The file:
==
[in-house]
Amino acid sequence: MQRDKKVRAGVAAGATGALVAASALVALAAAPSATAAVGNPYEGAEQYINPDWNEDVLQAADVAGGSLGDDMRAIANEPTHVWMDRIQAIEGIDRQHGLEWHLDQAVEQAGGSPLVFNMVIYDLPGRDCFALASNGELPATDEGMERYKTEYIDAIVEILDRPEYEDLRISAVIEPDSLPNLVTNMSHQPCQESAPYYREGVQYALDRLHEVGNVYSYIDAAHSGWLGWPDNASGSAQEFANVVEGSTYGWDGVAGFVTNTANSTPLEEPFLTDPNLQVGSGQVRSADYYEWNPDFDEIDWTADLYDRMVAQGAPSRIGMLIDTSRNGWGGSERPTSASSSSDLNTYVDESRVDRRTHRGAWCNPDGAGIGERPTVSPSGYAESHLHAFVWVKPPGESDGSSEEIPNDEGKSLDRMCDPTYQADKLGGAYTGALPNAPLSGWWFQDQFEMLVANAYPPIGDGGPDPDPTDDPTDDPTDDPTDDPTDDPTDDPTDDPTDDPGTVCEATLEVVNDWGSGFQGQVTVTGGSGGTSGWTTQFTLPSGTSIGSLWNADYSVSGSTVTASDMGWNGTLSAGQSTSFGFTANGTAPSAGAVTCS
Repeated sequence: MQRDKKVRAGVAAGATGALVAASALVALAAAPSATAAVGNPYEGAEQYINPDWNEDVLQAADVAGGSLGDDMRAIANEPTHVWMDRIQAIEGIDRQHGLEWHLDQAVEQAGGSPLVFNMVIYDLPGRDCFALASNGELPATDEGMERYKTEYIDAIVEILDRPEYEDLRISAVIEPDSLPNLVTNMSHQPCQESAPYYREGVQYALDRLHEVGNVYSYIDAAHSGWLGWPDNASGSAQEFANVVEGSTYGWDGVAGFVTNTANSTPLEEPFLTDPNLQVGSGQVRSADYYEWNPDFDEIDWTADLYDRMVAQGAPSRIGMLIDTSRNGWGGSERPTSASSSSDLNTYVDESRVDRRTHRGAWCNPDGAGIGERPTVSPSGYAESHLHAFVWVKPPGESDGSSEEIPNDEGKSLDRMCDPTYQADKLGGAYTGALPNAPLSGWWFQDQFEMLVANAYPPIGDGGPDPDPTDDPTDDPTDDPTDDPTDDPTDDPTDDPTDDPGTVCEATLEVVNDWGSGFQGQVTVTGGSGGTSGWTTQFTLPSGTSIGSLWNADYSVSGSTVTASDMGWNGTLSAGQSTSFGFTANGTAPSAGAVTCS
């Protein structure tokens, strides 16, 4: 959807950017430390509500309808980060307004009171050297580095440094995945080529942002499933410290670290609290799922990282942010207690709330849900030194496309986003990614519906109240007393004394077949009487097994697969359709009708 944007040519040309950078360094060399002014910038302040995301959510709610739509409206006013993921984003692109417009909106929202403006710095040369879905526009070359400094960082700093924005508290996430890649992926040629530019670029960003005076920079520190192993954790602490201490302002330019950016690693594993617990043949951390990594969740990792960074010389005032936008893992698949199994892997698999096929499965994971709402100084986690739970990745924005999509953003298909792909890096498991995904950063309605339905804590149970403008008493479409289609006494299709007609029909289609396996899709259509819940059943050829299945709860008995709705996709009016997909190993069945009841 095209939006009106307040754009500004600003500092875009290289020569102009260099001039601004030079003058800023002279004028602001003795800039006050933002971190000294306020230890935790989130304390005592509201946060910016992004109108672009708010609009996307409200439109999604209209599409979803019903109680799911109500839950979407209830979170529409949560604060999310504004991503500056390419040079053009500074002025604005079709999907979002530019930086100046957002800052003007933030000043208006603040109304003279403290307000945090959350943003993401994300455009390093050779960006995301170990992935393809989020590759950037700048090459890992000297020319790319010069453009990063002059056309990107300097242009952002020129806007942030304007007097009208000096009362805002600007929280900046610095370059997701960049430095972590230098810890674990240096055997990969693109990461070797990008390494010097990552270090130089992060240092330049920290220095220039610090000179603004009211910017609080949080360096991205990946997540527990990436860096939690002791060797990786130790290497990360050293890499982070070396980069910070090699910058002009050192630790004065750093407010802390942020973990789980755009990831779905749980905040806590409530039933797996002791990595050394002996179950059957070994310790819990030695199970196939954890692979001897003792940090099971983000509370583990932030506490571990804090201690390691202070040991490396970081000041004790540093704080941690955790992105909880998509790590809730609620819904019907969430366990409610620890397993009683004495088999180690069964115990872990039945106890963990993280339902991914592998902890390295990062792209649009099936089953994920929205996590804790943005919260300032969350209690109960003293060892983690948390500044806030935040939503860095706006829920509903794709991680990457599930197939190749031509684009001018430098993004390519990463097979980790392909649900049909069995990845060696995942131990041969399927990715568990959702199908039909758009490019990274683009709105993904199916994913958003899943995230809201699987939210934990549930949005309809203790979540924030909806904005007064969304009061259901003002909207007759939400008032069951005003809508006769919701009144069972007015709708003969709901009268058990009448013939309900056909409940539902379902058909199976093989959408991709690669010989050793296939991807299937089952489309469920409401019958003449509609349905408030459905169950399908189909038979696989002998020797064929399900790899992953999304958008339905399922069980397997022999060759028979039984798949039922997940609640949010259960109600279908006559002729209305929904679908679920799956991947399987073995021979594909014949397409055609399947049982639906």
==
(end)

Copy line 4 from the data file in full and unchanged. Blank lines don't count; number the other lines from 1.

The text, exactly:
């Protein structure tokens, strides 16, 4: 959807950017430390509500309808980060307004009171050297580095440094995945080529942002499933410290670290609290799922990282942010207690709330849900030194496309986003990614519906109240007393004394077949009487097994697969359709009708 944007040519040309950078360094060399002014910038302040995301959510709610739509409206006013993921984003692109417009909106929202403006710095040369879905526009070359400094960082700093924005508290996430890649992926040629530019670029960003005076920079520190192993954790602490201490302002330019950016690693594993617990043949951390990594969740990792960074010389005032936008893992698949199994892997698999096929499965994971709402100084986690739970990745924005999509953003298909792909890096498991995904950063309605339905804590149970403008008493479409289609006494299709007609029909289609396996899709259509819940059943050829299945709860008995709705996709009016997909190993069945009841 095209939006009106307040754009500004600003500092875009290289020569102009260099001039601004030079003058800023002279004028602001003795800039006050933002971190000294306020230890935790989130304390005592509201946060910016992004109108672009708010609009996307409200439109999604209209599409979803019903109680799911109500839950979407209830979170529409949560604060999310504004991503500056390419040079053009500074002025604005079709999907979002530019930086100046957002800052003007933030000043208006603040109304003279403290307000945090959350943003993401994300455009390093050779960006995301170990992935393809989020590759950037700048090459890992000297020319790319010069453009990063002059056309990107300097242009952002020129806007942030304007007097009208000096009362805002600007929280900046610095370059997701960049430095972590230098810890674990240096055997990969693109990461070797990008390494010097990552270090130089992060240092330049920290220095220039610090000179603004009211910017609080949080360096991205990946997540527990990436860096939690002791060797990786130790290497990360050293890499982070070396980069910070090699910058002009050192630790004065750093407010802390942020973990789980755009990831779905749980905040806590409530039933797996002791990595050394002996179950059957070994310790819990030695199970196939954890692979001897003792940090099971983000509370583990932030506490571990804090201690390691202070040991490396970081000041004790540093704080941690955790992105909880998509790590809730609620819904019907969430366990409610620890397993009683004495088999180690069964115990872990039945106890963990993280339902991914592998902890390295990062792209649009099936089953994920929205996590804790943005919260300032969350209690109960003293060892983690948390500044806030935040939503860095706006829920509903794709991680990457599930197939190749031509684009001018430098993004390519990463097979980790392909649900049909069995990845060696995942131990041969399927990715568990959702199908039909758009490019990274683009709105993904199916994913958003899943995230809201699987939210934990549930949005309809203790979540924030909806904005007064969304009061259901003002909207007759939400008032069951005003809508006769919701009144069972007015709708003969709901009268058990009448013939309900056909409940539902379902058909199976093989959408991709690669010989050793296939991807299937089952489309469920409401019958003449509609349905408030459905169950399908189909038979696989002998020797064929399900790899992953999304958008339905399922069980397997022999060759028979039984798949039922997940609640949010259960109600279908006559002729209305929904679908679920799956991947399987073995021979594909014949397409055609399947049982639906």